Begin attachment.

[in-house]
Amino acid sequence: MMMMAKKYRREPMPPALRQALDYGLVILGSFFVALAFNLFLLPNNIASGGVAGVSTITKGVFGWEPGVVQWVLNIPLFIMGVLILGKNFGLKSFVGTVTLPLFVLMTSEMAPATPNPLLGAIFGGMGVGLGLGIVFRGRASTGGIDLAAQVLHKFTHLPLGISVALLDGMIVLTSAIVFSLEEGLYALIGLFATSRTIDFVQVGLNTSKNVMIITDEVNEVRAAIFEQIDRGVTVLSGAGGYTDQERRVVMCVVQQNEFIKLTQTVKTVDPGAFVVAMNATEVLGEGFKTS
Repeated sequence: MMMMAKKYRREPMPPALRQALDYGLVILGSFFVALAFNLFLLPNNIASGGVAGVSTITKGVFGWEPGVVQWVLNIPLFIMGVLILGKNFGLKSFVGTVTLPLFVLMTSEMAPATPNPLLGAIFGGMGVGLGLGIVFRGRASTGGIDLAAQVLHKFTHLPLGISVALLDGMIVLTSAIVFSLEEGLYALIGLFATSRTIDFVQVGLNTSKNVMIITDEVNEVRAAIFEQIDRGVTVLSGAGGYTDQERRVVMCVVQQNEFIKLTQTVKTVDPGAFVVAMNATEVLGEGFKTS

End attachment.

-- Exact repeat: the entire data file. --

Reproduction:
[in-house]
Amino acid sequence: MMMMAKKYRREPMPPALRQALDYGLVILGSFFVALAFNLFLLPNNIASGGVAGVSTITKGVFGWEPGVVQWVLNIPLFIMGVLILGKNFGLKSFVGTVTLPLFVLMTSEMAPATPNPLLGAIFGGMGVGLGLGIVFRGRASTGGIDLAAQVLHKFTHLPLGISVALLDGMIVLTSAIVFSLEEGLYALIGLFATSRTIDFVQVGLNTSKNVMIITDEVNEVRAAIFEQIDRGVTVLSGAGGYTDQERRVVMCVVQQNEFIKLTQTVKTVDPGAFVVAMNATEVLGEGFKTS
Repeated sequence: MMMMAKKYRREPMPPALRQALDYGLVILGSFFVALAFNLFLLPNNIASGGVAGVSTITKGVFGWEPGVVQWVLNIPLFIMGVLILGKNFGLKSFVGTVTLPLFVLMTSEMAPATPNPLLGAIFGGMGVGLGLGIVFRGRASTGGIDLAAQVLHKFTHLPLGISVALLDGMIVLTSAIVFSLEEGLYALIGLFATSRTIDFVQVGLNTSKNVMIITDEVNEVRAAIFEQIDRGVTVLSGAGGYTDQERRVVMCVVQQNEFIKLTQTVKTVDPGAFVVAMNATEVLGEGFKTS